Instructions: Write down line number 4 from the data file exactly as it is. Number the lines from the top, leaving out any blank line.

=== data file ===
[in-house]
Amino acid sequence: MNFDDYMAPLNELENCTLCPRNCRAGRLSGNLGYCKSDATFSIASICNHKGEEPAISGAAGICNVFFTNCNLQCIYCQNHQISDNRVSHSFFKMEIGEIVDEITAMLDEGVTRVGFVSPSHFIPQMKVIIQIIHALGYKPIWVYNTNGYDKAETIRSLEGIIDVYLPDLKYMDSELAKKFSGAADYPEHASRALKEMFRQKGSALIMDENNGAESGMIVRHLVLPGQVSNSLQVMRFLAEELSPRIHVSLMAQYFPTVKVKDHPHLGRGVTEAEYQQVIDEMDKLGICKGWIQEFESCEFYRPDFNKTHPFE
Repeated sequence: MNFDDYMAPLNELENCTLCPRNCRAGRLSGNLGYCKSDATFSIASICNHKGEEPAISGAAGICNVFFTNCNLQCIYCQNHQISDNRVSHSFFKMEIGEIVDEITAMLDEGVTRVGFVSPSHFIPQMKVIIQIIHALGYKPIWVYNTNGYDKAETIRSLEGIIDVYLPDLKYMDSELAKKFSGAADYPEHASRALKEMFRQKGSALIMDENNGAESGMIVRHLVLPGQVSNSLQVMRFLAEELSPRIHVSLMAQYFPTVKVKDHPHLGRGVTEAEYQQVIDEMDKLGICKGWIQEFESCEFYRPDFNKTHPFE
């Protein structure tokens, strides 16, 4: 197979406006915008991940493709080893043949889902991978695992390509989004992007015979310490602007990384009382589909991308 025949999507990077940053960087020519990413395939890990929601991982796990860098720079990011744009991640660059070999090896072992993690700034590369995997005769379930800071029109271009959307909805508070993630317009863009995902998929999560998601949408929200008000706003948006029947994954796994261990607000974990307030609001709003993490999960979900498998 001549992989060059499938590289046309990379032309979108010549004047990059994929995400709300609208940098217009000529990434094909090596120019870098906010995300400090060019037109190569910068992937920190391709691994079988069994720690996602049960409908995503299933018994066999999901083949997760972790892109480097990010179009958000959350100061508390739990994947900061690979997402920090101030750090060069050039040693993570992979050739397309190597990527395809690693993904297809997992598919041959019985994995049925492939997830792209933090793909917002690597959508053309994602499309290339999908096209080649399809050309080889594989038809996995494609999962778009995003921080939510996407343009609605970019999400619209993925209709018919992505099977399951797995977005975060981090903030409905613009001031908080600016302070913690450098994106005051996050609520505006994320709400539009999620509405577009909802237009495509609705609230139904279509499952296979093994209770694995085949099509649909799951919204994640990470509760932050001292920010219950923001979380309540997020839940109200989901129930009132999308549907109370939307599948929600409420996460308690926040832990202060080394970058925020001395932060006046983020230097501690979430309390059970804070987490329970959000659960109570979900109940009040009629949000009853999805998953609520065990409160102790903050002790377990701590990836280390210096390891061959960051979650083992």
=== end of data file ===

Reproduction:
């Protein structure tokens, strides 16, 4: 197979406006915008991940493709080893043949889902991978695992390509989004992007015979310490602007990384009382589909991308 025949999507990077940053960087020519990413395939890990929601991982796990860098720079990011744009991640660059070999090896072992993690700034590369995997005769379930800071029109271009959307909805508070993630317009863009995902998929999560998601949408929200008000706003948006029947994954796994261990607000974990307030609001709003993490999960979900498998 001549992989060059499938590289046309990379032309979108010549004047990059994929995400709300609208940098217009000529990434094909090596120019870098906010995300400090060019037109190569910068992937920190391709691994079988069994720690996602049960409908995503299933018994066999999901083949997760972790892109480097990010179009958000959350100061508390739990994947900061690979997402920090101030750090060069050039040693993570992979050739397309190597990527395809690693993904297809997992598919041959019985994995049925492939997830792209933090793909917002690597959508053309994602499309290339999908096209080649399809050309080889594989038809996995494609999962778009995003921080939510996407343009609605970019999400619209993925209709018919992505099977399951797995977005975060981090903030409905613009001031908080600016302070913690450098994106005051996050609520505006994320709400539009999620509405577009909802237009495509609705609230139904279509499952296979093994209770694995085949099509649909799951919204994640990470509760932050001292920010219950923001979380309540997020839940109200989901129930009132999308549907109370939307599948929600409420996460308690926040832990202060080394970058925020001395932060006046983020230097501690979430309390059970804070987490329970959000659960109570979900109940009040009629949000009853999805998953609520065990409160102790903050002790377990701590990836280390210096390891061959960051979650083992």